Good letter Mike. IMO, if you want to become an appraiser, you have to WANT to become an appraiser & do the time. It shouldn’t be an “easy” road.

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  3. wontobey says:

    The dumbing down of experience is plain dumb!

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  4. A. Brown says:

    Reducing experience will only be a reasonable accommodation to some within the industry. If AQB was concerned for public trust, they wouldn’t consider any reductions. It looks like REVAA is giving them an earful.

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    • …and Corelogic, though I suspect most of this originates inside TAF itself.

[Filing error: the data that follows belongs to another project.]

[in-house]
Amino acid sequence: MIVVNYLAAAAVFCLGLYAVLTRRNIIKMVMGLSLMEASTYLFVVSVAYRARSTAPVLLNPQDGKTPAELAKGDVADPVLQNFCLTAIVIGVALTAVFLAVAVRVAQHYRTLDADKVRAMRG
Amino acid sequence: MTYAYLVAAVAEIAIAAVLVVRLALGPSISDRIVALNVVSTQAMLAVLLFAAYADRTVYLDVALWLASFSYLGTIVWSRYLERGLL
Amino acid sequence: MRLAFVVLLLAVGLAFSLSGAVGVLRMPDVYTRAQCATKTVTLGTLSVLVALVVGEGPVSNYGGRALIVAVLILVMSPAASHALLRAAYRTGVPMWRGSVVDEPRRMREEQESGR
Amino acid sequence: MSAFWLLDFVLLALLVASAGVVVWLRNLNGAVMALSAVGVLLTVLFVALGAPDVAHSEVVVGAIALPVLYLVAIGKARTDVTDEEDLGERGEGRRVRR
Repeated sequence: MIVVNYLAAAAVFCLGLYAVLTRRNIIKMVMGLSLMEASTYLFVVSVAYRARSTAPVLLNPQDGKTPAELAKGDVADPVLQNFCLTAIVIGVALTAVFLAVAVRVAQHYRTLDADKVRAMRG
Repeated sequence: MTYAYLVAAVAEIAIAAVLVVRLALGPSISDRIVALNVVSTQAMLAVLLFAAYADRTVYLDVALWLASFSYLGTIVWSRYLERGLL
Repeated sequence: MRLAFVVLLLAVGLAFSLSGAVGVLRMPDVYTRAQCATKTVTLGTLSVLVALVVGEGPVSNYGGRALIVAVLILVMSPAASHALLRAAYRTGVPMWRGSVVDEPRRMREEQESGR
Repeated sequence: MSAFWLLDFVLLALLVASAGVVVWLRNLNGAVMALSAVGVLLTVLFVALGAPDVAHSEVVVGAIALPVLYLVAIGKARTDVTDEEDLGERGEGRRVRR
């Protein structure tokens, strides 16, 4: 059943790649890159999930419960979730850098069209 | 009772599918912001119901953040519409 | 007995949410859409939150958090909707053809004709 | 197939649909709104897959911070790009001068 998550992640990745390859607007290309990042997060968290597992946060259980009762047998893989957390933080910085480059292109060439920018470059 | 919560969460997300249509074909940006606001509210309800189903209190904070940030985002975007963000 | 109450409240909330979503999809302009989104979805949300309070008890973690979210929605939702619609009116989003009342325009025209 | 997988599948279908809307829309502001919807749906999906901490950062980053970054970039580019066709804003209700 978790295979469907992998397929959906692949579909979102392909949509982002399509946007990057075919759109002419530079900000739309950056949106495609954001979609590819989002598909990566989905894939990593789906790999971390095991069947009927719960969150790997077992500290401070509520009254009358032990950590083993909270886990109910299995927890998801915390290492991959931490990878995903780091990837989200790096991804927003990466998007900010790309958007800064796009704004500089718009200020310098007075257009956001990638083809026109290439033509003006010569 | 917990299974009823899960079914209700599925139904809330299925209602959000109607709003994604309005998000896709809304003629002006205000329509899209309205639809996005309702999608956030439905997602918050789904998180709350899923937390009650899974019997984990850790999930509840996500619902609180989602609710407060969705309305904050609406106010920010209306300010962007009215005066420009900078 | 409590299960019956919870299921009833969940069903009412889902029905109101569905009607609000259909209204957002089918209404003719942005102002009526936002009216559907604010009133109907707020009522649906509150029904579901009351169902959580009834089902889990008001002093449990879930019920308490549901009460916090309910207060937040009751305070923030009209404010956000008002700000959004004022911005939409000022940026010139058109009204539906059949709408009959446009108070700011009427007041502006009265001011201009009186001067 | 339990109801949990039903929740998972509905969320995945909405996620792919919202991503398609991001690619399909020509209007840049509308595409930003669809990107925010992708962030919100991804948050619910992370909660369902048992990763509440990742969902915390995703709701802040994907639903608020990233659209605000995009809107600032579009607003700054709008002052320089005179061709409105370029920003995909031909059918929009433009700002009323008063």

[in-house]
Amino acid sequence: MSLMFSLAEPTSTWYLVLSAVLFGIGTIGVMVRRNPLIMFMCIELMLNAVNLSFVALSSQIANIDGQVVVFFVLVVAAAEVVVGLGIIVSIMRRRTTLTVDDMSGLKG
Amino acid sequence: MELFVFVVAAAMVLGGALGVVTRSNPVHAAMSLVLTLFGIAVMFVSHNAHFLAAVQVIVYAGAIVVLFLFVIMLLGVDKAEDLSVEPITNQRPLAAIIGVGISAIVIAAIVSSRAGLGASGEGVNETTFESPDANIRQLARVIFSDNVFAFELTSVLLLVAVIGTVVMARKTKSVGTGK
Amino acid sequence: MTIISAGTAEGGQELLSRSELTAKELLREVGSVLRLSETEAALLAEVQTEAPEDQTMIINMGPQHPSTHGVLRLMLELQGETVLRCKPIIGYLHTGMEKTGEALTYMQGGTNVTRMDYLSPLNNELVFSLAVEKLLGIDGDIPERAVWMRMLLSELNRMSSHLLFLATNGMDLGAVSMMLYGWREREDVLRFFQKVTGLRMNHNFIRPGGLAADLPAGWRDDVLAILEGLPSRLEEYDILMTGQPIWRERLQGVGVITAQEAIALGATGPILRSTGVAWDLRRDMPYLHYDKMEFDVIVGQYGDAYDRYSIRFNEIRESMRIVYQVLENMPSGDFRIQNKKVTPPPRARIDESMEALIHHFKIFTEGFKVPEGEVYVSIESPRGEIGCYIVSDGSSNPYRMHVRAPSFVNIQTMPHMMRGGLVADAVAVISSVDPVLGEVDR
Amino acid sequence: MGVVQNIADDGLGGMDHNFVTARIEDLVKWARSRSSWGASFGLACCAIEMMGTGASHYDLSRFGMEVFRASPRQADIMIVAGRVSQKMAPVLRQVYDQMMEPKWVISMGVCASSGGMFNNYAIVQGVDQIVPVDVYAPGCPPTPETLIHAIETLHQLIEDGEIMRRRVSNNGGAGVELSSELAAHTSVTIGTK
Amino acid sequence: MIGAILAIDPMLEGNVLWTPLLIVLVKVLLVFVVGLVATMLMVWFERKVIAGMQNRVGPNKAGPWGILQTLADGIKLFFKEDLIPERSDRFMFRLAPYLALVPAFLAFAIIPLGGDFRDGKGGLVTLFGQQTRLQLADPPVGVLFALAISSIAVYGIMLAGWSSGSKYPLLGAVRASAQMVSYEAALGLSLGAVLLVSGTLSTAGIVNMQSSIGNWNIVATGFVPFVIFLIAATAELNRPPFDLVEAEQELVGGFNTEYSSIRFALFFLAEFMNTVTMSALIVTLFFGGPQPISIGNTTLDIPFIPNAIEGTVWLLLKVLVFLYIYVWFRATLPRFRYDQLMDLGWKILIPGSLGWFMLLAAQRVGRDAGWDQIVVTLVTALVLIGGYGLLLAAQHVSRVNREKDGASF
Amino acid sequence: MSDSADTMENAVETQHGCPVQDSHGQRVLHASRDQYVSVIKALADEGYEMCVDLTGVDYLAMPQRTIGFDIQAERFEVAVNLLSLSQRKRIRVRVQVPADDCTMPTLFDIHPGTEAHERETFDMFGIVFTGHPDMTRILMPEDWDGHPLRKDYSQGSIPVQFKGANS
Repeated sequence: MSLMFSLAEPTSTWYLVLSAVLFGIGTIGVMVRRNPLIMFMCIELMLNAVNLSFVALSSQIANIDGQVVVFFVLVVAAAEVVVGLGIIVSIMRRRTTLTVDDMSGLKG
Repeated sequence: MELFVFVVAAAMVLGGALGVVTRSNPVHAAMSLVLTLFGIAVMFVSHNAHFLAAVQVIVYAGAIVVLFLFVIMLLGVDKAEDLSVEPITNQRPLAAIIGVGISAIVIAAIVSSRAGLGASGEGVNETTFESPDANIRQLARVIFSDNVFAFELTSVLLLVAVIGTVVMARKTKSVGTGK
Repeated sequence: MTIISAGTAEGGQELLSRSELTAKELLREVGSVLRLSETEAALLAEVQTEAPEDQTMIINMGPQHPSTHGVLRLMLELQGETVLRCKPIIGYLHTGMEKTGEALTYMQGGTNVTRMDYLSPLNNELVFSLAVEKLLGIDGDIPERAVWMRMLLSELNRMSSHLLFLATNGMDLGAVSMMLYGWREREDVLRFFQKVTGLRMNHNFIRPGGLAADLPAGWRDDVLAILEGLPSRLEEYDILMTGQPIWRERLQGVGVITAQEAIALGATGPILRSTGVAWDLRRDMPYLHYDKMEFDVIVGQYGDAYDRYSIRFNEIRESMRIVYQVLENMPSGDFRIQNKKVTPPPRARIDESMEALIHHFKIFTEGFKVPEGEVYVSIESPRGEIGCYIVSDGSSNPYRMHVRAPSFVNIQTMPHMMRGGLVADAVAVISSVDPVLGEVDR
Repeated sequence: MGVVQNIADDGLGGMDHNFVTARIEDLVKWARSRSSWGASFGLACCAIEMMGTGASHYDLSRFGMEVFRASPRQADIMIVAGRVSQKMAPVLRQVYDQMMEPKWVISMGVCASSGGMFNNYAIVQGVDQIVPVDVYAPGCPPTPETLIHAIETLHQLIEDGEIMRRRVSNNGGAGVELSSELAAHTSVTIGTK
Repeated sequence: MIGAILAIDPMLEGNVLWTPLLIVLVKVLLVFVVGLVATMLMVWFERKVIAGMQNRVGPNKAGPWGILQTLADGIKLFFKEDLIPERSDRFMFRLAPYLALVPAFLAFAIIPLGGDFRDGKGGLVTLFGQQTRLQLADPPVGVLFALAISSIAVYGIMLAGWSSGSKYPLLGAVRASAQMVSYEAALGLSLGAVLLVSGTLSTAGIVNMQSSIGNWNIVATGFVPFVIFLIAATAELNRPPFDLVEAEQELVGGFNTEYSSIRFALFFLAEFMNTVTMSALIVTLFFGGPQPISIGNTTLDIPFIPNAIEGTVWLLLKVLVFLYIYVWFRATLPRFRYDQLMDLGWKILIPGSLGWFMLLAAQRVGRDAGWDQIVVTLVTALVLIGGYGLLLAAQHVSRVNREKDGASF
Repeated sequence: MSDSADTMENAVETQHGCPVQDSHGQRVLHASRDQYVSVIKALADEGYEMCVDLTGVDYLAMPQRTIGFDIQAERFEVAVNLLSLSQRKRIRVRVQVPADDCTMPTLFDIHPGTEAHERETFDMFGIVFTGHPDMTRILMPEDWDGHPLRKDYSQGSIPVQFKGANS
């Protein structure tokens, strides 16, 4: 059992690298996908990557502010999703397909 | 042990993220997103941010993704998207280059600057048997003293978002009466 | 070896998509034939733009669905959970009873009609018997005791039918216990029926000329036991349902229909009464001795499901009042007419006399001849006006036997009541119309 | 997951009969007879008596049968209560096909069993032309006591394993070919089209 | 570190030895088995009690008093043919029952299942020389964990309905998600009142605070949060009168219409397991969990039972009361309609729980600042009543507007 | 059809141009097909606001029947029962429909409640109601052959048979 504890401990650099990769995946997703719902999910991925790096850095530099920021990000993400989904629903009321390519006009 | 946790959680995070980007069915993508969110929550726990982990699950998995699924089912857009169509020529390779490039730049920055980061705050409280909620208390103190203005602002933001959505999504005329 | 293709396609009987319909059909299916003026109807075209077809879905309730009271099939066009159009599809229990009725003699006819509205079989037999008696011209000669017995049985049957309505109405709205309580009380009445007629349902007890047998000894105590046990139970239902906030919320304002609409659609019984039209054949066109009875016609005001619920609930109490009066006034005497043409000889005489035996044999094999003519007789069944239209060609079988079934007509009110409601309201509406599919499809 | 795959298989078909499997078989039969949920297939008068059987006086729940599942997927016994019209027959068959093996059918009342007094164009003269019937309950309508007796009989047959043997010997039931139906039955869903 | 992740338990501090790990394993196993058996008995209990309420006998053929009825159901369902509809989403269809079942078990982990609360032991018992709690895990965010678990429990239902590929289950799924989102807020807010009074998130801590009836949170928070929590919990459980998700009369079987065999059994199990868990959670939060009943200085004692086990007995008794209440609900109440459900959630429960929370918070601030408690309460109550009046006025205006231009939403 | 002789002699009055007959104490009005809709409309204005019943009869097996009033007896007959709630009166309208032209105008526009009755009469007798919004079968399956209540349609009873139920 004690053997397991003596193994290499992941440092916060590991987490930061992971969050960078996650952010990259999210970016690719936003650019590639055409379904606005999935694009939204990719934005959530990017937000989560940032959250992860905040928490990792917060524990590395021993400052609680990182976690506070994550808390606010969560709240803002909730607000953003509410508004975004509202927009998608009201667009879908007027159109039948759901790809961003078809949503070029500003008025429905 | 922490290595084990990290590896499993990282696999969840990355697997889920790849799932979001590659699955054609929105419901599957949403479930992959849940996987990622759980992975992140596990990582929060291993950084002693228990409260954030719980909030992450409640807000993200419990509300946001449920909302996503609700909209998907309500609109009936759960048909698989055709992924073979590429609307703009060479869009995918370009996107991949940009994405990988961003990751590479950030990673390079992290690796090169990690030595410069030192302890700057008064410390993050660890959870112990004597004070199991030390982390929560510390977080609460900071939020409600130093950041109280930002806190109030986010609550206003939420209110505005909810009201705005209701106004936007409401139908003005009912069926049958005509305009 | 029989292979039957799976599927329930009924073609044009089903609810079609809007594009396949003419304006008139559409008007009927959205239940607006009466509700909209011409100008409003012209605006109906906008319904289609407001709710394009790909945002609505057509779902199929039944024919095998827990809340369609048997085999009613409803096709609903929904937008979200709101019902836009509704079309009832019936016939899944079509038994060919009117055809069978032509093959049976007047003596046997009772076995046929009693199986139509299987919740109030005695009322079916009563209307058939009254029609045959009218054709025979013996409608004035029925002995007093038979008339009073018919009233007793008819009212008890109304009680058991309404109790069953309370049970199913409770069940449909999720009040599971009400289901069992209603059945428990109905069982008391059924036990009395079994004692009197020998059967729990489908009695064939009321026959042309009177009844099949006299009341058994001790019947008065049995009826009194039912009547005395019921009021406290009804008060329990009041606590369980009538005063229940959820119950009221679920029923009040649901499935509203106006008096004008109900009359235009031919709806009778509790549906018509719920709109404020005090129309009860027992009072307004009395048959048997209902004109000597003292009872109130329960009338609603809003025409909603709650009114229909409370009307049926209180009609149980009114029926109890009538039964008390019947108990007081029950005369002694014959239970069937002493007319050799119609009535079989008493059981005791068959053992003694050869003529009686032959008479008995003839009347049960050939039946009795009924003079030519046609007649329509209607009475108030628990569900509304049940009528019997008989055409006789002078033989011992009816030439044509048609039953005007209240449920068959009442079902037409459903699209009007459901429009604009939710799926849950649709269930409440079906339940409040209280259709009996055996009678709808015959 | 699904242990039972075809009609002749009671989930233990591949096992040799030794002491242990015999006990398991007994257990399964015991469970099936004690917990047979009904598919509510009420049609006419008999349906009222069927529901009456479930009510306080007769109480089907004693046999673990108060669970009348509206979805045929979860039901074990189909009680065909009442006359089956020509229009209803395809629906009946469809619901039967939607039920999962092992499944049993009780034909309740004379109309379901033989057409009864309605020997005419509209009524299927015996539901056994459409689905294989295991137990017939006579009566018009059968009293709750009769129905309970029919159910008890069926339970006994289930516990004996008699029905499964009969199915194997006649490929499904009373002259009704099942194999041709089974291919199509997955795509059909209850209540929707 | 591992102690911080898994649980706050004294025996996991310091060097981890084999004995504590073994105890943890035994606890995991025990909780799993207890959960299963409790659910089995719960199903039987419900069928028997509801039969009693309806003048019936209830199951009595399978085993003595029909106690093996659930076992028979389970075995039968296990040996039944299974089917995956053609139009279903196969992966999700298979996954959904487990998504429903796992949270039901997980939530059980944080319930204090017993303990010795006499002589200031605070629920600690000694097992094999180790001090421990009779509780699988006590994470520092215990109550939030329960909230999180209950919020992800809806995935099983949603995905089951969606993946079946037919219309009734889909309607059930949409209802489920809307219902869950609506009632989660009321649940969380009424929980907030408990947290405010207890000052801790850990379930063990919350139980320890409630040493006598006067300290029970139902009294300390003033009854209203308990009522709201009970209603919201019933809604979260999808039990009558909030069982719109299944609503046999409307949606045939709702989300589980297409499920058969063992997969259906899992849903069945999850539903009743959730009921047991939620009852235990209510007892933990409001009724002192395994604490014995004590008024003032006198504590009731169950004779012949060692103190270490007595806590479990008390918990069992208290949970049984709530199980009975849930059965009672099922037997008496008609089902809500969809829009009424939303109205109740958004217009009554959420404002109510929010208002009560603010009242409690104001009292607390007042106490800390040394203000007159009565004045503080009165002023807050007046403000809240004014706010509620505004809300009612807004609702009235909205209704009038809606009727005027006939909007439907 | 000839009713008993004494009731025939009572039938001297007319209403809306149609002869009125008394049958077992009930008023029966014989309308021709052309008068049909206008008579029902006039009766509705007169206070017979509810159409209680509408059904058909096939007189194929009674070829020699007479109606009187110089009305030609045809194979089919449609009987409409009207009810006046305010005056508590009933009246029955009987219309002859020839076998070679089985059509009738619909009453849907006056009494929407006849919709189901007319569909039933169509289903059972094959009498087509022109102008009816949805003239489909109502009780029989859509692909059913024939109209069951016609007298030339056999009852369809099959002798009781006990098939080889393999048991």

The original FIRREA and TAF/AQB appraiser requirements were fine. They reflected the will of the Congress.

      Everything since then has largely reflected with will and desire of TAF to continue to be able to offer its leaders high paid jobs after they leave government employment. They have gone very, very far astray from what they were charged to do.

      “For the People.” Sure.

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  5. Diana N. says:

    They keep making it easier and easier for me to decide to retire, if you total up all the class hours I’ve had over the last 40+ years, I should have the equivalent  to 5 Doctorates and a few Masters Degrees, but they still only want to pay peanuts for experienced appraisers and quality reports.  

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  6. Rhonda Ward says: